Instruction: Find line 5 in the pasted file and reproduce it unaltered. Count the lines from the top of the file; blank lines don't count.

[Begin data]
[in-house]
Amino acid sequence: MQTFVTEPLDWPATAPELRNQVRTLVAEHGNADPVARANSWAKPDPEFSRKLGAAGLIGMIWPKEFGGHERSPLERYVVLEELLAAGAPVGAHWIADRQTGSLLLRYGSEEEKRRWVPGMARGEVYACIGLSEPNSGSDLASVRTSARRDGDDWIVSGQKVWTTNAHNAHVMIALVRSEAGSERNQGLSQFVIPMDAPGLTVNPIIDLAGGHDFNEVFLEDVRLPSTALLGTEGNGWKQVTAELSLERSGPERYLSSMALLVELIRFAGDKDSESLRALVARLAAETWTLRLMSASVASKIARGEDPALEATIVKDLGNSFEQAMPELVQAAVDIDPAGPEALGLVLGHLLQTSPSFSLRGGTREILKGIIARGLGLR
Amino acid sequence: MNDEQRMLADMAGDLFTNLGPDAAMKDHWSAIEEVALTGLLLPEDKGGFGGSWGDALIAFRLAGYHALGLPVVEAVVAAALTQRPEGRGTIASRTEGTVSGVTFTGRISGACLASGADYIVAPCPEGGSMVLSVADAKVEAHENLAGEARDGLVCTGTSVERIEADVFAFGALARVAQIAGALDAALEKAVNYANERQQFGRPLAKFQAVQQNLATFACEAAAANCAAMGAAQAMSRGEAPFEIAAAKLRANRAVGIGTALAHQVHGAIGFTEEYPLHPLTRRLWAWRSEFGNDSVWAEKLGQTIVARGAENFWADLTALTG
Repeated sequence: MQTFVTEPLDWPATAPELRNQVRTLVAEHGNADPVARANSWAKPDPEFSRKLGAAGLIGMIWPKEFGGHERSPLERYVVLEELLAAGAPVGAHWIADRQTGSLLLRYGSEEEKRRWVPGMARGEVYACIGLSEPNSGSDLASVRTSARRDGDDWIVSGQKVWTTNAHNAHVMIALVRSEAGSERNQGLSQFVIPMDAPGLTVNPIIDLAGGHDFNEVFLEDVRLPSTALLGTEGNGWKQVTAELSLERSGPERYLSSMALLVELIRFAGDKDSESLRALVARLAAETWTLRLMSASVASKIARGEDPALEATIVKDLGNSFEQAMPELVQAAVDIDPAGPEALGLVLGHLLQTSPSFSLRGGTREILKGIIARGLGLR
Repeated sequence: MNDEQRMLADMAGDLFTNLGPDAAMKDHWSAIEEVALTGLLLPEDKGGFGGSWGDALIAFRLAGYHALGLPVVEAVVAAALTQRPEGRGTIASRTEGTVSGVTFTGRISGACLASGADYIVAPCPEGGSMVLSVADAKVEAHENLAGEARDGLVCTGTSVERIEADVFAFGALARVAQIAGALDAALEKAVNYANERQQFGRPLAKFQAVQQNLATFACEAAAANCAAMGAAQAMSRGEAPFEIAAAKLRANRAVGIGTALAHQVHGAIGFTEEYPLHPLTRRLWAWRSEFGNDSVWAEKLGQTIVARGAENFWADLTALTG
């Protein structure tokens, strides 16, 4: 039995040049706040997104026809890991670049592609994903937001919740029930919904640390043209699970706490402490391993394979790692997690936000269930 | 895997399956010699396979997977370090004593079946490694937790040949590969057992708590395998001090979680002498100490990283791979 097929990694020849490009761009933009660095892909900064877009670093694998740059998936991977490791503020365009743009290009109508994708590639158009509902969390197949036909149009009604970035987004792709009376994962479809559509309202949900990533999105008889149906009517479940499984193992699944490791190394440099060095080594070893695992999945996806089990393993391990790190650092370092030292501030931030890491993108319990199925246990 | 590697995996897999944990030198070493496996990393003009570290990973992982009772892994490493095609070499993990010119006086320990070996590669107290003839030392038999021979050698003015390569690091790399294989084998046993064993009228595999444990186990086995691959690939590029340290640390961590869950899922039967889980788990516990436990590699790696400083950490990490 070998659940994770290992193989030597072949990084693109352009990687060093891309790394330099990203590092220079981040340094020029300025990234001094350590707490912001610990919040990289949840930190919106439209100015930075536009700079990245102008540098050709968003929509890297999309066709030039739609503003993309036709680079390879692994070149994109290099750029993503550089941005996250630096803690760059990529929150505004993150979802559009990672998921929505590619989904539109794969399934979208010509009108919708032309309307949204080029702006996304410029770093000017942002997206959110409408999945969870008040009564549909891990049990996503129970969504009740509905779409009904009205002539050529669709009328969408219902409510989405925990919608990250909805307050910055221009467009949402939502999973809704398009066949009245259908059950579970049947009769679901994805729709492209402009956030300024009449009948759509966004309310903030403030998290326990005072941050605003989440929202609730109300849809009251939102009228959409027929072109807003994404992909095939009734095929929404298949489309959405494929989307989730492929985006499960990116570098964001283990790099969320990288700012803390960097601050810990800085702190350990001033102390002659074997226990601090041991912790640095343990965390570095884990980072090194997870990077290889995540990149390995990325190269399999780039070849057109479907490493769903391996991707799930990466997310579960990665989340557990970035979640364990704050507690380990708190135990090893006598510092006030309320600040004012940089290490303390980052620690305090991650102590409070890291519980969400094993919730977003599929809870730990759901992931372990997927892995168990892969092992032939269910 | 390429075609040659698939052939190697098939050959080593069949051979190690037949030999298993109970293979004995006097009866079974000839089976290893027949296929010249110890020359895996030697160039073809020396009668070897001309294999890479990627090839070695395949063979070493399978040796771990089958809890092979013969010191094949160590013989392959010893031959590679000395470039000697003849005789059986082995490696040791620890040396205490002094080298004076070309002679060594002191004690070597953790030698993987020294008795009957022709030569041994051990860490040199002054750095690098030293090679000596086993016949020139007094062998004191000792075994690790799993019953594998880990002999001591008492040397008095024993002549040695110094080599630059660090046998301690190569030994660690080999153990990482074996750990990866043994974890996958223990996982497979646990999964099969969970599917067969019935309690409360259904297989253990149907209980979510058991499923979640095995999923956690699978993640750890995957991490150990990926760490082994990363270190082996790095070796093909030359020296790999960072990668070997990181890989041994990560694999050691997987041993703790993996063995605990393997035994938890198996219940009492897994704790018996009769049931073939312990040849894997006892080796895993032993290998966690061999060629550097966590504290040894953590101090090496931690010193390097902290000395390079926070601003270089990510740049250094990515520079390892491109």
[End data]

Repeated sequence: MNDEQRMLADMAGDLFTNLGPDAAMKDHWSAIEEVALTGLLLPEDKGGFGGSWGDALIAFRLAGYHALGLPVVEAVVAAALTQRPEGRGTIASRTEGTVSGVTFTGRISGACLASGADYIVAPCPEGGSMVLSVADAKVEAHENLAGEARDGLVCTGTSVERIEADVFAFGALARVAQIAGALDAALEKAVNYANERQQFGRPLAKFQAVQQNLATFACEAAAANCAAMGAAQAMSRGEAPFEIAAAKLRANRAVGIGTALAHQVHGAIGFTEEYPLHPLTRRLWAWRSEFGNDSVWAEKLGQTIVARGAENFWADLTALTG